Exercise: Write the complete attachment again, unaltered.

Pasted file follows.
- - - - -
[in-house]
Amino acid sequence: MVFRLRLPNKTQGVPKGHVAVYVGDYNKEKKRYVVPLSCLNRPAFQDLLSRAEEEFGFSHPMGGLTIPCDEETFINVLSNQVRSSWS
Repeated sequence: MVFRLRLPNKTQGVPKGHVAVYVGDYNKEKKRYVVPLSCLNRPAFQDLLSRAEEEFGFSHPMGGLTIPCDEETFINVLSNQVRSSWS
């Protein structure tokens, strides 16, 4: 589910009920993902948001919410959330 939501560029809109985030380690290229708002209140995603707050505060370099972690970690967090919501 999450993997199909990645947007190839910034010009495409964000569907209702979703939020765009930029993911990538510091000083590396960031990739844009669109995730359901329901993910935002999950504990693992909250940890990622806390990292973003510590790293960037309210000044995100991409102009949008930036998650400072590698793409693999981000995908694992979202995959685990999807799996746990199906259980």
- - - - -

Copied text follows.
[in-house]
Amino acid sequence: MVFRLRLPNKTQGVPKGHVAVYVGDYNKEKKRYVVPLSCLNRPAFQDLLSRAEEEFGFSHPMGGLTIPCDEETFINVLSNQVRSSWS
Repeated sequence: MVFRLRLPNKTQGVPKGHVAVYVGDYNKEKKRYVVPLSCLNRPAFQDLLSRAEEEFGFSHPMGGLTIPCDEETFINVLSNQVRSSWS
């Protein structure tokens, strides 16, 4: 589910009920993902948001919410959330 939501560029809109985030380690290229708002209140995603707050505060370099972690970690967090919501 999450993997199909990645947007190839910034010009495409964000569907209702979703939020765009930029993911990538510091000083590396960031990739844009669109995730359901329901993910935002999950504990693992909250940890990622806390990292973003510590790293960037309210000044995100991409102009949008930036998650400072590698793409693999981000995908694992979202995959685990999807799996746990199906259980």